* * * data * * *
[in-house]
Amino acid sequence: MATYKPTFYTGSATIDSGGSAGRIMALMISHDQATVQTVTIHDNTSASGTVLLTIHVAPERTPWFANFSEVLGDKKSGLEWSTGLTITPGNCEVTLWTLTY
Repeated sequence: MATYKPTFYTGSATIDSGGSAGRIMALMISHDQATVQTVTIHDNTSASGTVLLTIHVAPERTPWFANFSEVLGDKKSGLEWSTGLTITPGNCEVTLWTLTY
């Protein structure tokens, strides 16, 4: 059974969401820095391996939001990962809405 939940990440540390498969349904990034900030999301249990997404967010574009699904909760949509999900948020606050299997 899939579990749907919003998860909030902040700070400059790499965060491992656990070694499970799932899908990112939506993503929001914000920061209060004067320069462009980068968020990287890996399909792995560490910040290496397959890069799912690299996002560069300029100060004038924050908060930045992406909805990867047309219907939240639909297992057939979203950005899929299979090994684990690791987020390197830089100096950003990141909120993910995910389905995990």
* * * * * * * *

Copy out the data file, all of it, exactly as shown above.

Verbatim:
[in-house]
Amino acid sequence: MATYKPTFYTGSATIDSGGSAGRIMALMISHDQATVQTVTIHDNTSASGTVLLTIHVAPERTPWFANFSEVLGDKKSGLEWSTGLTITPGNCEVTLWTLTY
Repeated sequence: MATYKPTFYTGSATIDSGGSAGRIMALMISHDQATVQTVTIHDNTSASGTVLLTIHVAPERTPWFANFSEVLGDKKSGLEWSTGLTITPGNCEVTLWTLTY
């Protein structure tokens, strides 16, 4: 059974969401820095391996939001990962809405 939940990440540390498969349904990034900030999301249990997404967010574009699904909760949509999900948020606050299997 899939579990749907919003998860909030902040700070400059790499965060491992656990070694499970799932899908990112939506993503929001914000920061209060004067320069462009980068968020990287890996399909792995560490910040290496397959890069799912690299996002560069300029100060004038924050908060930045992406909805990867047309219907939240639909297992057939979203950005899929299979090994684990690791987020390197830089100096950003990141909120993910995910389905995990």